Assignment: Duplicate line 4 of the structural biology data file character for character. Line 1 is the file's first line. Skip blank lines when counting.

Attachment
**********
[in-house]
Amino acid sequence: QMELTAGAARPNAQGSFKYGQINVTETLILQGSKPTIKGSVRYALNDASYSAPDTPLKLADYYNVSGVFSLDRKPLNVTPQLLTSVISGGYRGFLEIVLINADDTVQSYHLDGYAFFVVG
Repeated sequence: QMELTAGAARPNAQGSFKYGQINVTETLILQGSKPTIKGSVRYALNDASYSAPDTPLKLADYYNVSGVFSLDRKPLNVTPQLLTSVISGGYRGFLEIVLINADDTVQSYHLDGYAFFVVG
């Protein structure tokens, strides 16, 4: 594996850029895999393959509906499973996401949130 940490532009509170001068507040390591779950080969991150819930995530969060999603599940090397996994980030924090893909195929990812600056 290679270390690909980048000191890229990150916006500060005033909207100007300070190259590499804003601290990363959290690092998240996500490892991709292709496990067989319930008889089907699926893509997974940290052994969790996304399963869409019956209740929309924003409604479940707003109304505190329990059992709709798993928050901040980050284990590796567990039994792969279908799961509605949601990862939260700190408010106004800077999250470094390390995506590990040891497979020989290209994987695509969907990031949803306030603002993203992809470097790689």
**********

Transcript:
């Protein structure tokens, strides 16, 4: 594996850029895999393959509906499973996401949130 940490532009509170001068507040390591779950080969991150819930995530969060999603599940090397996994980030924090893909195929990812600056 290679270390690909980048000191890229990150916006500060005033909207100007300070190259590499804003601290990363959290690092998240996500490892991709292709496990067989319930008889089907699926893509997974940290052994969790996304399963869409019956209740929309924003409604479940707003109304505190329990059992709709798993928050901040980050284990590796567990039994792969279908799961509605949601990862939260700190408010106004800077999250470094390390995506590990040891497979020989290209994987695509969907990031949803306030603002993203992809470097790689």